If you are a sports fan, you are no stranger to debates.
The Raptors have the best home advantage in the NBA. Auston Matthews scored most of his goals in early matches. Scotty Scheffler will trick the 12th hole in Augusta on Sunday.
These are the kinds of opinions that can only be discussed in the past. But the sportsbooks, which legally entered the Ontario yard last week, are meant to aid those discussions with more information.
Dale Hooper, general manager of online gambling site FanDuel in Canada, said his goal is to help create content and drive stories for sports fans.
Vijay Setlor, a marketing instructor at York University Business School, added the part that Hopper didn’t: The point of the additional information is to turn fans into players.
“He’s right when it comes to increased storytelling that improves fan engagement,” Setlur said. “But there’s no certainty that this will lead to the transformation they’re looking to make.”
Huber said the information enriches the fan experience, regardless of whether any money is at stake.
“All these conversations that Auston Matthews had on his way to 60 goals, it’s really fun stuff. Where did he score from? What time in the game did he score? What was the score when he scored those goals? If we could tell these accounts, You don’t have to be a bettor to improve the game experience.”
Fan Experience Evolution
FanDuel recently signed partnership agreements with the NHL and Maple Leaf Sports and Entertainment (MLSE), which owns the Maple Leafs, Raptors, Argonauts, Marlies and TFC. The Ontario Lottery and Gaming Corporation also signed a deal with the NHL, as did PokerStars.
As more teams and leagues approach sports betting, the fan experience is sure to evolve. The common goal of both the sports and the betting industry is to keep more people watching for longer, and in turn spend more money – through ticket sales, increased TV ratings, merchandise and more. A Deloitte Canada report suggested that the industry could grow from $500 million to $28 billion within five years of nationwide legalization.
Where sports analysts believe they can change the game is keeping fans engaged beyond winnings and losses. Bets such as Over/Under (total points, number of runs or goals in a game) and spreads (such as Jays favoring 1.5 times in a given game) increase the stakes even in games where the winner seems irrelevant or is quickly decided.
Richard Schwartz, CEO of online gambling site BetRivers, noted that in-game betting is the next frontier.
“This is an area that we’ve really seen very big growth in the US where it started when the market opened at 20 percent. Now most days, more than 50 percent of the betting is in the game during the match period or between the whistle,” Schwartz told CBC Sports.
The simplest example of in-game betting can come at the end of the first half of a basketball game, if you think that the losing team will come back to win in the last two quarters.
By partnering with the NHL and MLSE, FanDuel says it wants to arm fans with the kind of data to form that kind of opinion. This will inevitably lead to a discussion with friends and family. It will also provide an additional color for the broadcast, which can provide live betting odds.
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There is one other element of the diversion, which has not gained as much publicity in the past week: online casinos, which feature slots and card games.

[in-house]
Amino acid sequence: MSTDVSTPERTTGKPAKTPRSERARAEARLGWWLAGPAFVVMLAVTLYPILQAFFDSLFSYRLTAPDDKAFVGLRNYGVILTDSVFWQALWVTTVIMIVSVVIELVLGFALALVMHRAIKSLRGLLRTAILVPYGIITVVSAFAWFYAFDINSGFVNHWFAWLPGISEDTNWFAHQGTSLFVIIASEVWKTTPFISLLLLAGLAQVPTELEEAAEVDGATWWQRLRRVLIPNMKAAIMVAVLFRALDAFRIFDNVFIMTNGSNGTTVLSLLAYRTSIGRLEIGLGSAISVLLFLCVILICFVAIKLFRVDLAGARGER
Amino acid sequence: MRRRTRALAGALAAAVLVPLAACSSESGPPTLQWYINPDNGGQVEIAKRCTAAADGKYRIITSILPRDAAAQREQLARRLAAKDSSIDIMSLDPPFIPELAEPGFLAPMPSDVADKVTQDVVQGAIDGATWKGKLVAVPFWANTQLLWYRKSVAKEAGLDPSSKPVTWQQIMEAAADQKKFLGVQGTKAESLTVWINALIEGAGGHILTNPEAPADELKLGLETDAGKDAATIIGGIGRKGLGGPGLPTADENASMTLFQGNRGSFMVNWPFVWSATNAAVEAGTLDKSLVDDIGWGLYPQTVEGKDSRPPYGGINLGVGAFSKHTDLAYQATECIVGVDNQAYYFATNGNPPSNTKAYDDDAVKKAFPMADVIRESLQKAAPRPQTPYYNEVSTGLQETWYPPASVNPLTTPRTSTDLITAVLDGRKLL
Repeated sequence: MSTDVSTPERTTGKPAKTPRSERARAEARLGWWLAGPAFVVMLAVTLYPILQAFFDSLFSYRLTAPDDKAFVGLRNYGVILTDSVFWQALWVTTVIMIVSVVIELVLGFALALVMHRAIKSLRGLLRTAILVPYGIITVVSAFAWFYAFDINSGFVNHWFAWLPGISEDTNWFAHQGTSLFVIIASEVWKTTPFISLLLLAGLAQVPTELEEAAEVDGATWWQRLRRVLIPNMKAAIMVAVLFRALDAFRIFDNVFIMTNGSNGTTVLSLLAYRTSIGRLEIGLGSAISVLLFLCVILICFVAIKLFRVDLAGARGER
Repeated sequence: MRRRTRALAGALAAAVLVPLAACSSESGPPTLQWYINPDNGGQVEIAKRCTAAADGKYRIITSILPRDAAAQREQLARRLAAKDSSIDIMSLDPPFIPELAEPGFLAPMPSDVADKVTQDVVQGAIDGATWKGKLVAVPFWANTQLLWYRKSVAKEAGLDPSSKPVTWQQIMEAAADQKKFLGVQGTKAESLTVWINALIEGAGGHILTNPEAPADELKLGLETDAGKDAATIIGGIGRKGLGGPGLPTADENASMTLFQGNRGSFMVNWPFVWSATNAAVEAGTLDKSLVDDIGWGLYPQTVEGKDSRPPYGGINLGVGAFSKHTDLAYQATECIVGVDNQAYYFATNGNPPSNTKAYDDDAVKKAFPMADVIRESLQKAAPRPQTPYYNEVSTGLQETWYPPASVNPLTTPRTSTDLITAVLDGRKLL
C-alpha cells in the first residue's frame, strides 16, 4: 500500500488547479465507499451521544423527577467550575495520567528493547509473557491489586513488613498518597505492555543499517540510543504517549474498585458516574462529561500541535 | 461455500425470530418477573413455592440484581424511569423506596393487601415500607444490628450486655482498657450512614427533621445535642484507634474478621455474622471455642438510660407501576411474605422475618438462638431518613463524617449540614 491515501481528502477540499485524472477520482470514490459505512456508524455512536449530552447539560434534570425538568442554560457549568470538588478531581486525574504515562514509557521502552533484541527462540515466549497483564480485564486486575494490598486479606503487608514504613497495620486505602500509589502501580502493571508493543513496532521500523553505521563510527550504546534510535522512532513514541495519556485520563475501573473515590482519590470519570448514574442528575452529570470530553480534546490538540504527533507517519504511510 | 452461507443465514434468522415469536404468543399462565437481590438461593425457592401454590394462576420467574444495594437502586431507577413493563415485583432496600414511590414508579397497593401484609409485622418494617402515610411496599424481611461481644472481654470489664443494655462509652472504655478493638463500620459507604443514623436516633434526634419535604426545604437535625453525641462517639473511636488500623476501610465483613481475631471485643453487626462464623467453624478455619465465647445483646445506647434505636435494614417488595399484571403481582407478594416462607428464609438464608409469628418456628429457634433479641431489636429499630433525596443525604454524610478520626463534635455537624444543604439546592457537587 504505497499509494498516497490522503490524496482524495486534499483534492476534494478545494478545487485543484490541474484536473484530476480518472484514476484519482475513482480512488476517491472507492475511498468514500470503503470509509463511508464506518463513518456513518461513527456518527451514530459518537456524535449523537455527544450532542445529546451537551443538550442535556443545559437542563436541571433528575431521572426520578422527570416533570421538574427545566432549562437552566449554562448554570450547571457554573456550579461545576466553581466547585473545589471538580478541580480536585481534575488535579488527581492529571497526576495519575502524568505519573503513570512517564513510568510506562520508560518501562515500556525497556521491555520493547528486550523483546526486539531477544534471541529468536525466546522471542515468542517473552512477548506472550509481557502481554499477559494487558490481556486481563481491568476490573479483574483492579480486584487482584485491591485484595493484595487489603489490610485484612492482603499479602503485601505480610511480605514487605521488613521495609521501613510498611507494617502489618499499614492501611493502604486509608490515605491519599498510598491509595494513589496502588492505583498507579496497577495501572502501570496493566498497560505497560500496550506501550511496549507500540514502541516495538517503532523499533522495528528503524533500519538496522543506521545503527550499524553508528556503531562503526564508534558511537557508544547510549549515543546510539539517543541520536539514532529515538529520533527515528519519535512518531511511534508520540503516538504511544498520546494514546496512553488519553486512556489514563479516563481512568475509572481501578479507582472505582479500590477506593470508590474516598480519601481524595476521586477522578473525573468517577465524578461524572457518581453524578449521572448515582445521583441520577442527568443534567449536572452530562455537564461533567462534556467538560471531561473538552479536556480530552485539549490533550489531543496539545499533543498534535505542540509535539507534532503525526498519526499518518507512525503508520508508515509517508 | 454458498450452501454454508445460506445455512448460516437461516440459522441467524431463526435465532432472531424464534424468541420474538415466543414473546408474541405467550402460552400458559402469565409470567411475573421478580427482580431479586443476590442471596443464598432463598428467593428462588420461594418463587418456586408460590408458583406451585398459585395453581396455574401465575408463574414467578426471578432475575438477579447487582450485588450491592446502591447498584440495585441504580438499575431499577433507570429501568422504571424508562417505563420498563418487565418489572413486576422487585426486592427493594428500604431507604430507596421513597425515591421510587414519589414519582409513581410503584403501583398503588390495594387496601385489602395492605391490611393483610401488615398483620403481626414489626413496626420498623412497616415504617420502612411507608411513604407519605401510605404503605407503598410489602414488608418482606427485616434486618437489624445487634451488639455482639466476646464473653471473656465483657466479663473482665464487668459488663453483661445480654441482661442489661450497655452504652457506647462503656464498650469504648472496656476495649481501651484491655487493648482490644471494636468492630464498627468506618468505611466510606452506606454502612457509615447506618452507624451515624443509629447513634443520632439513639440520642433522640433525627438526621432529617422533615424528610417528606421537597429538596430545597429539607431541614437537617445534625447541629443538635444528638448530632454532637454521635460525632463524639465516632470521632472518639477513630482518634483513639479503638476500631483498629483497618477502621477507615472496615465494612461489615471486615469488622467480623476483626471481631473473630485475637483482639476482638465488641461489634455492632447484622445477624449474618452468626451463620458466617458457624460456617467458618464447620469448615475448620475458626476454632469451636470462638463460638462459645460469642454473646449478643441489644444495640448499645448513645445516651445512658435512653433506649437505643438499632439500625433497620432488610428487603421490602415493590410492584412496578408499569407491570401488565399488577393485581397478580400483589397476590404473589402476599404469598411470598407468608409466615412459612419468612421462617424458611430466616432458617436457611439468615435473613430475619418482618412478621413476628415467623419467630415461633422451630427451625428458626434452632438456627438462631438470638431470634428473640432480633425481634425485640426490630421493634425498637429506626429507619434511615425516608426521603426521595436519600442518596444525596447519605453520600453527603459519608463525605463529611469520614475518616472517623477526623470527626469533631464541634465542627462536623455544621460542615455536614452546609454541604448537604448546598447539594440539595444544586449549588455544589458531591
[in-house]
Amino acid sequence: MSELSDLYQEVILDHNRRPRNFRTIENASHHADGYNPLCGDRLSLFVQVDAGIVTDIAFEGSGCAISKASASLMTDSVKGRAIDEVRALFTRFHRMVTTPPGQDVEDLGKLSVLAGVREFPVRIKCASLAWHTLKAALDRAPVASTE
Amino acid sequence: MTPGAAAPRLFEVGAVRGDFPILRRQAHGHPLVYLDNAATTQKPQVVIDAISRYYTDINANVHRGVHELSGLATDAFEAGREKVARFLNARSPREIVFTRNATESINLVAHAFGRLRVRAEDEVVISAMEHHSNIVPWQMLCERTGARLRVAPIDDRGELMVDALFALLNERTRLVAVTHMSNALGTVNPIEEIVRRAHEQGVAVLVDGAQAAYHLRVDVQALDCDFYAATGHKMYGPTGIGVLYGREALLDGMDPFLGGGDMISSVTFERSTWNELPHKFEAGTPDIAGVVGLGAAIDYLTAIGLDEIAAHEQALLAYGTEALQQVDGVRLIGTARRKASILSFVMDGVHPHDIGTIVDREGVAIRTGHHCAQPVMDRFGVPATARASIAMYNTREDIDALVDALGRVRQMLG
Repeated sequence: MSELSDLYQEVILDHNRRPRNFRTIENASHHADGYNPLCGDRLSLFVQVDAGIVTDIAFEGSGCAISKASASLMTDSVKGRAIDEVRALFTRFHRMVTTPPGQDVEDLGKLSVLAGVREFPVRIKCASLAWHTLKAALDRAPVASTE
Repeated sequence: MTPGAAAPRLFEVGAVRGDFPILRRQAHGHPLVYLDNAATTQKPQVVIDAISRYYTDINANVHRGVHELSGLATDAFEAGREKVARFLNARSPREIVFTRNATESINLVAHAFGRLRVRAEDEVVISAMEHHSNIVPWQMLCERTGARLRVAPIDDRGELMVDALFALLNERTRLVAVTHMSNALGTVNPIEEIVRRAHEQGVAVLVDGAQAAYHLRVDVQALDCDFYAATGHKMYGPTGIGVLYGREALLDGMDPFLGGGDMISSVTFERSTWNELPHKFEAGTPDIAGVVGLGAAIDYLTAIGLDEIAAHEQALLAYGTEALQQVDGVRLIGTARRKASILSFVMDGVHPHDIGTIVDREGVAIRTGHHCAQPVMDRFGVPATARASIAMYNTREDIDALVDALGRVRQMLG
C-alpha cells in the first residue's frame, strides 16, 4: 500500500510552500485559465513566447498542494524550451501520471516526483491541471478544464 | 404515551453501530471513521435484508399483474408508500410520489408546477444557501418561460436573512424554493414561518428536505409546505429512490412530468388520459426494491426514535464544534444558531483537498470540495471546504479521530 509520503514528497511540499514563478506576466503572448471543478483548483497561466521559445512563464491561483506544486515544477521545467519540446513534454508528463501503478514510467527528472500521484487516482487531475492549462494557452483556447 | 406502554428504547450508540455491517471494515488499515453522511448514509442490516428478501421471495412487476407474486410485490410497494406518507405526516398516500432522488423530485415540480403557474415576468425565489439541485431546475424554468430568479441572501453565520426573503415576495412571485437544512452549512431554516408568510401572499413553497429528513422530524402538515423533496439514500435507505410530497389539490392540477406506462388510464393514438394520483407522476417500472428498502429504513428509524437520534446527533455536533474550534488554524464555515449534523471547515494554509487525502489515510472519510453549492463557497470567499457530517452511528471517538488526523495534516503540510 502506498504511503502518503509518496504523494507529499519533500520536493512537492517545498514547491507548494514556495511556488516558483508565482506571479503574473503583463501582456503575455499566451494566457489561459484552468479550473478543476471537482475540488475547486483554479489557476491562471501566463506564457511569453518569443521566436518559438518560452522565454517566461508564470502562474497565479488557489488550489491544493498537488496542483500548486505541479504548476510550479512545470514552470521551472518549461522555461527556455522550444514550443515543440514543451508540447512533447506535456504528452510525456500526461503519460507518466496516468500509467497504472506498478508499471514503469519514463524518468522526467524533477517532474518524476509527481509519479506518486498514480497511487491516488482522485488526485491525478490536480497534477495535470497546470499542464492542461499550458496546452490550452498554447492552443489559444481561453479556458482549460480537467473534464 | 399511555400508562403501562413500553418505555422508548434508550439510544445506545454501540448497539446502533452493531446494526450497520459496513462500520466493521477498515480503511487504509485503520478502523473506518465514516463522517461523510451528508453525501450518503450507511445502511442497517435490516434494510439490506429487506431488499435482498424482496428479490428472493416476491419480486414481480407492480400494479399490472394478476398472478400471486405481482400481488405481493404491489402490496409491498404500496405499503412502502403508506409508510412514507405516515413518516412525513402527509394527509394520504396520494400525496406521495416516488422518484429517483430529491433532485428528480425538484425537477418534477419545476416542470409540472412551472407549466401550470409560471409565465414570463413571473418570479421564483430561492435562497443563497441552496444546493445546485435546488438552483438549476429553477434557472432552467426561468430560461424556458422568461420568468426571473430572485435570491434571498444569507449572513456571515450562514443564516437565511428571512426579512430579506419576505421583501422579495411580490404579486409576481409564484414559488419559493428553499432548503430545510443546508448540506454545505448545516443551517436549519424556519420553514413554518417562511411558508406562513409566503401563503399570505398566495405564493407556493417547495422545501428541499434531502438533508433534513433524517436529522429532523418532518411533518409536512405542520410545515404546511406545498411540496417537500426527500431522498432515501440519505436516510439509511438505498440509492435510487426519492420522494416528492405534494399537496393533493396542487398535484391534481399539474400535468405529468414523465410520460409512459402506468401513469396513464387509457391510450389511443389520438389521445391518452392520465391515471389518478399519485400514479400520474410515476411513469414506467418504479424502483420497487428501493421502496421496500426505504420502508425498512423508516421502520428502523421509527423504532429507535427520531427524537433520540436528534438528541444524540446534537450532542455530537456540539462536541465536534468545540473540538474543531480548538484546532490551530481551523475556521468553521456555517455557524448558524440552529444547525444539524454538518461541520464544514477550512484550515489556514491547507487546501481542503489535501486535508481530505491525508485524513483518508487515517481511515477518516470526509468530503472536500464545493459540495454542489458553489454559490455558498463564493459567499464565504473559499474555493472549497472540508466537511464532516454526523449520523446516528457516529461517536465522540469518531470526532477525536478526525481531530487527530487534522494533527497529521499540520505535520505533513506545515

Schwartz said nearly 90 percent of BetRivers’ betting volume in Ontario was in the casino.
“You hear a lot of talk about sports betting,” he said. “But the casino is really where the returns are not only expected in Ontario, but we’ve seen the same in all US states as well.”
With many Ontarians betting in the unregulated gray market before last week, there are three sportsbooks for fans, leagues, teams and networks that should cater to their needs: serious bettors, casual bettors, and non-bettors.
FanDuel is also in partnership with TSN. Meanwhile, Sportsnet does not have an official partnership but recently launched its own vertical called SN Bets. The goal of these networks will be to add enough betting information to their broadcasts to satisfy the first two audiences, but not to the point of alienating the third audience.
You may have already noticed the recent onslaught of sports book ads on TV. But Setlor expects the networks to find a sweet spot among the three audiences.
“As long as they keep the consumer in mind, I don’t think there will be any problems because knowing what the consumer wants and delivering that is very important to them,” Setlur said. “And the last thing they want to do is turn people off causing people to unsubscribe from their cable or unsubscribe from their streaming service.”
Demographically speaking, Setlur said sports betting will appeal to Generation Z and the younger generation of sports fans whose interests differ from those before them.
The sports offered by gambling through in-game betting help to attract the attention of younger audiences who may not interact much with a sport like baseball.
“In the highly competitive interest economy we live in, it is very important that we deliver as much value as possible as quickly as possible to consumers so that they see the value and stay with us and become consumers of the future,” Setlur said of the sports betting stakeholder’s mindset.
With its introduction to the Canadian market, Hooper said FanDuel plans to add more options for hockey betting. While there are plenty of opportunities in basketball betting, hockey is relatively untapped.
In the future, the experience in the arena could change as well, whether that’s a gambling room or the ability to bet on whether every pitch in a baseball game, for example, will be a ball or a hit.
The sports betting industry is here to stay.
Your sports watching experience – for better or worse – will never be the same.